Study Details for:
Freedman, Stephen, Daniel Friedlander, Gayle Hamilton, JoAnn Rock, Marisa Mitchell, Jodi Nudelman, Amanda Schweder, and Laura Storto (2000). National Evaluation of Welfare-to-Work Strategies—Evaluating alternative welfare-to-work approaches: Two-year impacts for eleven programs, Washington, DC: U.S. Department of Health and Human Services, Administration for Children and Families and Office of the Assistant Secretary for Planning and Evaluation; and U.S. Department of Education. [Riverside— LFA]
Additional Citations: Hamilton, Gayle, Thomas Brock, Mary Farrell, Daniel Friedlander, and Kristen Harknett (1997). National Evaluation of Welfare-to-Work Strategies–Evaluating two welfare-to-work program approaches: Two-year findings on the labor force attachment and human capital development programs in three sites, Washington, DC: U.S. Department of Health and Human Services, Administration for Children and Families and Office of the Assistant Secretary for Planning and Evaluation; and U.S. Department of Education.

Study URL: http://aspe.hhs.gov/basic-report/national-evaluation-welfare-work-strategies (Link not working?)

Evaluation: National Evaluation of Welfare-to-Work Strategies (NEWWS)

Program Studied: Riverside (Labor Force Attachment)
See Study Characteristics tab below for more information about this program.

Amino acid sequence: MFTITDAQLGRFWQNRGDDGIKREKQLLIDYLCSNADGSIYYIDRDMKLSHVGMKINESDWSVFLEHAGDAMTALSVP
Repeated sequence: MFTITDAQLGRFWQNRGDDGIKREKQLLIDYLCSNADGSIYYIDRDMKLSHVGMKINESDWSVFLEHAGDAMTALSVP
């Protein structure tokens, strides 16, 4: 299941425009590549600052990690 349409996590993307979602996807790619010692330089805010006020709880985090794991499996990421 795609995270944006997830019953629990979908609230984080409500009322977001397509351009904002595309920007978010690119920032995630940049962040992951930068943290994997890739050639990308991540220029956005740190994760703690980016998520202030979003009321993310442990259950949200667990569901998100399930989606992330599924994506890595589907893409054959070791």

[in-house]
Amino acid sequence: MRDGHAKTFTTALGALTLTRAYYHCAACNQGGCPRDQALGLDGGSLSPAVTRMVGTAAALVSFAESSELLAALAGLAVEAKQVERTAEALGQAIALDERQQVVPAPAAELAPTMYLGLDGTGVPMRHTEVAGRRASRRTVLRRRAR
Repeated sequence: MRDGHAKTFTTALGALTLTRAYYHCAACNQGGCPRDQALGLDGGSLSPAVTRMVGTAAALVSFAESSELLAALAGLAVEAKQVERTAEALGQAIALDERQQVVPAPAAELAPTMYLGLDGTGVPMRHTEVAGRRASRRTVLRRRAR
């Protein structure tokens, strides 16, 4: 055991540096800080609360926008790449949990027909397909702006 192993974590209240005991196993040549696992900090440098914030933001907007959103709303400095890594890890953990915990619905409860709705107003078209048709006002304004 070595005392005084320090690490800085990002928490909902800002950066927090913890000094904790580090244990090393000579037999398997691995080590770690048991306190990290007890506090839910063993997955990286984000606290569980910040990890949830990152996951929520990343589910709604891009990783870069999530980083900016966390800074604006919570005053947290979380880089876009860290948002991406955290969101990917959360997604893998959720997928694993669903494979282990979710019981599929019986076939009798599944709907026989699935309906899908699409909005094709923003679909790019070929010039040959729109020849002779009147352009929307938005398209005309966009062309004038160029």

Strength of Evidence: 1-High High (3 of 3)

Populations Targeted Parents, Single parents, Welfare population
Setting Urban only
Services Provided Case management, Financial incentives or sanctions, Job development/job placement, Supportive services, Work experience, Work readiness activities
Outcome Domains Examined Favorable Impacts FoundLong-term employment, Favorable Impacts FoundLong-term earnings, Education and training, Favorable Impacts FoundLong-term benefit receipt

Findings

Toggle Long-term employmentLong-term employment
Outcome Treatment Group Comparison Group Impact Findings Strength of Evidence Study Sample Sample Size Data Source and Timing

Employed in last quarter of year 2, %
Adjusted mean = 31.3 Adjusted mean = 27.1 4.2 Favorable 1-High High (3 of 3) Riverside LFA sample versus control 6,726 UI records, year 2

Employed in all 4 quarters of year 2, %
Adjusted mean = 18.9 Adjusted mean = 15.2 3.7 Favorable 1-High High (3 of 3) Riverside LFA sample versus control 6,726 UI records, year 2

Employed at the end of year 2, %
Adjusted mean = 40.9 Adjusted mean = 34.6 6.2 Favorable 1-High High (3 of 3) Riverside LFA survey sample versus control 1,678 Two-year survey
Toggle Long-term earningsLong-term earnings